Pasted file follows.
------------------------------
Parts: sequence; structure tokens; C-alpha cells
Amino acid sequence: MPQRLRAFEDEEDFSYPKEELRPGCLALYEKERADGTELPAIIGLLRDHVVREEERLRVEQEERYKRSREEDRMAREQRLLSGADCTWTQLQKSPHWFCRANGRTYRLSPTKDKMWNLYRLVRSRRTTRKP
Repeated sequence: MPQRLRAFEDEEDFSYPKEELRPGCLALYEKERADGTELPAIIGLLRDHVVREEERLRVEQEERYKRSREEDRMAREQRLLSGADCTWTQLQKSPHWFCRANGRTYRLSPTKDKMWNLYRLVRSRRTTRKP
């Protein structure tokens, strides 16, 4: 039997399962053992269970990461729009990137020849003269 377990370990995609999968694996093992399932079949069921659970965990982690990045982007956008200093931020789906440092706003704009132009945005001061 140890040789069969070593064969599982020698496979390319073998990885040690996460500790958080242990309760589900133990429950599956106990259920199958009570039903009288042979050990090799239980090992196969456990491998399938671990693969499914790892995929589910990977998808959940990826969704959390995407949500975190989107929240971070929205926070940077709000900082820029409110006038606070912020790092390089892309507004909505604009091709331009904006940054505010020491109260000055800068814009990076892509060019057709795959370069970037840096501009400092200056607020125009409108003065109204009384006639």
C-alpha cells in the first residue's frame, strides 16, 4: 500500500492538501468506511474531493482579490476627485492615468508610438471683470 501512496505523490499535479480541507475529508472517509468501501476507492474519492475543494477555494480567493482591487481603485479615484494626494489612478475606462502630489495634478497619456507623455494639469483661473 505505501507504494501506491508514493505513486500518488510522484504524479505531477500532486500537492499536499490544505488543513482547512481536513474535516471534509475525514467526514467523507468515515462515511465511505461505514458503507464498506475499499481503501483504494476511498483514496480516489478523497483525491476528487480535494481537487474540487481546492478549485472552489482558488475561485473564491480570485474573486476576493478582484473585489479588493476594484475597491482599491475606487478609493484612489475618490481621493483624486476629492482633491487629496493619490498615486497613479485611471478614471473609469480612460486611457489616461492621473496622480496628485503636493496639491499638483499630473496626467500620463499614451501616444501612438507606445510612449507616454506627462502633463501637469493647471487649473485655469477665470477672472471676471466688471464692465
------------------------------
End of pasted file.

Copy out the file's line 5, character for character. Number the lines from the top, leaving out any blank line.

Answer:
C-alpha cells in the first residue's frame, strides 16, 4: 500500500492538501468506511474531493482579490476627485492615468508610438471683470 501512496505523490499535479480541507475529508472517509468501501476507492474519492475543494477555494480567493482591487481603485479615484494626494489612478475606462502630489495634478497619456507623455494639469483661473 505505501507504494501506491508514493505513486500518488510522484504524479505531477500532486500537492499536499490544505488543513482547512481536513474535516471534509475525514467526514467523507468515515462515511465511505461505514458503507464498506475499499481503501483504494476511498483514496480516489478523497483525491476528487480535494481537487474540487481546492478549485472552489482558488475561485473564491480570485474573486476576493478582484473585489479588493476594484475597491482599491475606487478609493484612489475618490481621493483624486476629492482633491487629496493619490498615486497613479485611471478614471473609469480612460486611457489616461492621473496622480496628485503636493496639491499638483499630473496626467500620463499614451501616444501612438507606445510612449507616454506627462502633463501637469493647471487649473485655469477665470477672472471676471466688471464692465